Chef Hatem's professional highlights include
being recognised with a honorary badge by
the ' World Association of Chef's Societies'
& the 'Egyptian Chef's Association'

Chef Hatem Ezzat Sabra, the culinary expert, who is at the helm of the Arabic cuisine section at The Oberoi, Dubai is right here in ‘Mahro Gurgaon’ these days and brings with him culinary delights from the heart of Egypt, Palestine along with traditional local cuisine of Dubai.

There’s nothing that can impulsively snatch conversations giving way to a thrill of exhilaration when a whole assortment of Arabic Mezze is placed right in the center of the table. Well that’s exactly what happened on my table amid conversations with the talented Chef Hatem and Executive Chef Manish Sharma.. Of course, the chatter resumed but only to be in awe and appreciation for the food that had arrived.‘Tabbouleh is the first thing many women eat and begin their day, it keeps them healthy and fit’, shares Chef Hatem, and of course the women on the table look at him in glee and want to know all about it! ‘Parsley is rich in many vitamins and keeps your immune system strong and Bulgur is a good source of fiber, protein, iron and also vitamin B-6, he further adds. By this time I am totally convinced to ask Chef Hatem for his recipe and add it to my daily diet. The quality and balance of the Tabbouleh as well as the other dishes on offer are very different from what you may be used to in Saadi Dilli and extremely authentic and I say that because I have travelled extensively to the Middle East. Although most individuals are acquainted with a few staples of the region, Middle Eastern food has endured a mystery for the most part. Hummus, Shawarma and Moutabel are just the tip of the iceberg when it comes to Arabic food out here at the food festival. You may want to order quite a few dishes off the A La Carte menu, which means that you should pretty much order the whole menu. Go for it, because it’s all fantastic !
The ‘Arabic Cuisine’ showcase is on until the 19th February, 2017. The Lunch buffet is priced at Rs. 2650 plus taxes per guest.  Dinner has an A La Carte offering  
WHERE? Amaranta, Level 3 @ the Oberoi Gurgaon, 443, Udyog Vihar, Phase V, Gurgaon
RESERVATIONS 0124 245 1234
HOT MEZZE: Cheese Sambousek, Arabic Spinach Fatayer, Shrimp Harrah and Falafel - Served with mixed pickles, tahini sauce and warm pita bread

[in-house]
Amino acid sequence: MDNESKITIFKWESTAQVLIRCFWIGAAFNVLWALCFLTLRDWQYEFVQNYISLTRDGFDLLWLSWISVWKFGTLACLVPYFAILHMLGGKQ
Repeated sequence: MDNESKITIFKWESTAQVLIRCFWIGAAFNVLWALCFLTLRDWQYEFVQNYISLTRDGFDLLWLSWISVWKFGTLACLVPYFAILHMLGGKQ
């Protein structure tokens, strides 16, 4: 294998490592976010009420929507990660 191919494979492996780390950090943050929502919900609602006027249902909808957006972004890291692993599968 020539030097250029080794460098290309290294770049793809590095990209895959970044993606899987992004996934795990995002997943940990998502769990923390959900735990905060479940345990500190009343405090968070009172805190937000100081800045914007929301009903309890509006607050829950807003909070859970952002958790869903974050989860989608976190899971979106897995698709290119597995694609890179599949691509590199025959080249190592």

COLD MEZZE- Hummus, Babaganoush, Muhammara
ARABIC SALADS – Fattoush & Tabbouleh 
SOUPS - Arabic Lentil Soup, Moroccan Lamb Harira Soup and Egyptian Chicken Rizo Soup 
TRADITIONAL ARABIC MAIN COURSES - Sea food Sayadieh, Lamb Machboos, Arabic grill platter, Arabic chicken shawarma, Chicken Mandy, Vegetable couscous, Vegetable Moussaka and Egyptian Potato Tagine
DESSERTS – Basbousa, Baklava with clotted vanilla cream, Kunafa bil kishta, Balah al sham and Um Ali

Sunday, February 12, 2017


If you are a traveller who craves for Indian food abroad, these cities will definitely make you feel at home
Talli Joe, London
Nalli Nehari at Talli Joe London
Coming from a land of avid tea drinkers, we Indians love our ‘cutting chai’ from roadside stalls too, it is astounding to see that a product such as tea could be considered special and is treated with such reverence in London. Indian High tea could range from samosa, kachori, dhokla to Bengali sweets on the various plates of the Afternoon stand. Brick Lane, which is basically just a lane, a long lane of curry houses, and a lengthy permanent evidence of how multi-ethnic and distinctive London can get from one boulevard to the next.  
Also prominent is the Sunday market, at the end of Bacon Street, which attractions mass from all over London and then there is always Soho for the Dosas and Chaats. Then there are the ever popular restaurants such as Benares, the much loved Talli Joe and certainly Cinnamon club.

Predictably the Indian influence has added spicy curries and much more to the cuisine here. Interestingly nearly twenty percent of Durban’s residents are of Indian descent, and that is visible in the cuisine. On offer are exciting chutneys, buttermilk, curries and even Rotis.